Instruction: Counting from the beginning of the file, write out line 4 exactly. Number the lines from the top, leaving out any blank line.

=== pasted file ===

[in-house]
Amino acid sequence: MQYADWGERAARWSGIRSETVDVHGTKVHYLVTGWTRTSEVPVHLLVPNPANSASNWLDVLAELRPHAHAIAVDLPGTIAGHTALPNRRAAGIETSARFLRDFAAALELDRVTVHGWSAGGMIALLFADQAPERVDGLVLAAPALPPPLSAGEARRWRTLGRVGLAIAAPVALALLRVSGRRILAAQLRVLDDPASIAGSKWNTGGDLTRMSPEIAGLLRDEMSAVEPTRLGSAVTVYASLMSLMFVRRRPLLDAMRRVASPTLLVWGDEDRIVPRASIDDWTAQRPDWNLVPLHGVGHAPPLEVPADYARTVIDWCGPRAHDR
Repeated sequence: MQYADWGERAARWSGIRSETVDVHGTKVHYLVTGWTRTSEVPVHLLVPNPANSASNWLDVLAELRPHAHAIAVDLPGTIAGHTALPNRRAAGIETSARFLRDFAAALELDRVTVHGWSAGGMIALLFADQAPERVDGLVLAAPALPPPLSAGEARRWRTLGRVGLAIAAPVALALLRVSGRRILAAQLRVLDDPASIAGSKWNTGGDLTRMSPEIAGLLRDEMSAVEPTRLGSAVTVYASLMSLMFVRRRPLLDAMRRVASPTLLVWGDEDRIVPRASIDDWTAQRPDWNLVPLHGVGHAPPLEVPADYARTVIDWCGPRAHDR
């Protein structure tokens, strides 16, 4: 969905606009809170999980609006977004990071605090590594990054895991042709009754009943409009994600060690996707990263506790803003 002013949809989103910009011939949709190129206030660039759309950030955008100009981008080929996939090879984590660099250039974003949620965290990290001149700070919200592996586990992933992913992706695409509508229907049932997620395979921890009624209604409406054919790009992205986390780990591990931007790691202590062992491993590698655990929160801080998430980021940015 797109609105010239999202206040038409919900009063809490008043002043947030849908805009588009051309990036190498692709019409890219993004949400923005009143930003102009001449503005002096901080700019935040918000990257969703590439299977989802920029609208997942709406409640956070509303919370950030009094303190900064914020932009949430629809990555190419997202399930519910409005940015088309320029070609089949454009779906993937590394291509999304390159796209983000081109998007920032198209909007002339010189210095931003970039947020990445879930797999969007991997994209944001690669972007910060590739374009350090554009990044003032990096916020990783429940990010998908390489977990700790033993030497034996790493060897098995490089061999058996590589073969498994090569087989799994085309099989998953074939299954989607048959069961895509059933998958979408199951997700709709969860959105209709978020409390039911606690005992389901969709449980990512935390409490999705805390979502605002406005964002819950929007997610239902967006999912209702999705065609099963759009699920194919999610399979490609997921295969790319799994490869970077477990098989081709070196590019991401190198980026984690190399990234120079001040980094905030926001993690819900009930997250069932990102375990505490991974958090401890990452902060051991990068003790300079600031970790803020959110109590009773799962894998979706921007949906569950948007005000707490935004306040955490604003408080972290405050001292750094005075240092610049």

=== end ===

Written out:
């Protein structure tokens, strides 16, 4: 969905606009809170999980609006977004990071605090590594990054895991042709009754009943409009994600060690996707990263506790803003 002013949809989103910009011939949709190129206030660039759309950030955008100009981008080929996939090879984590660099250039974003949620965290990290001149700070919200592996586990992933992913992706695409509508229907049932997620395979921890009624209604409406054919790009992205986390780990591990931007790691202590062992491993590698655990929160801080998430980021940015 797109609105010239999202206040038409919900009063809490008043002043947030849908805009588009051309990036190498692709019409890219993004949400923005009143930003102009001449503005002096901080700019935040918000990257969703590439299977989802920029609208997942709406409640956070509303919370950030009094303190900064914020932009949430629809990555190419997202399930519910409005940015088309320029070609089949454009779906993937590394291509999304390159796209983000081109998007920032198209909007002339010189210095931003970039947020990445879930797999969007991997994209944001690669972007910060590739374009350090554009990044003032990096916020990783429940990010998908390489977990700790033993030497034996790493060897098995490089061999058996590589073969498994090569087989799994085309099989998953074939299954989607048959069961895509059933998958979408199951997700709709969860959105209709978020409390039911606690005992389901969709449980990512935390409490999705805390979502605002406005964002819950929007997610239902967006999912209702999705065609099963759009699920194919999610399979490609997921295969790319799994490869970077477990098989081709070196590019991401190198980026984690190399990234120079001040980094905030926001993690819900009930997250069932990102375990505490991974958090401890990452902060051991990068003790300079600031970790803020959110109590009773799962894998979706921007949906569950948007005000707490935004306040955490604003408080972290405050001292750094005075240092610049």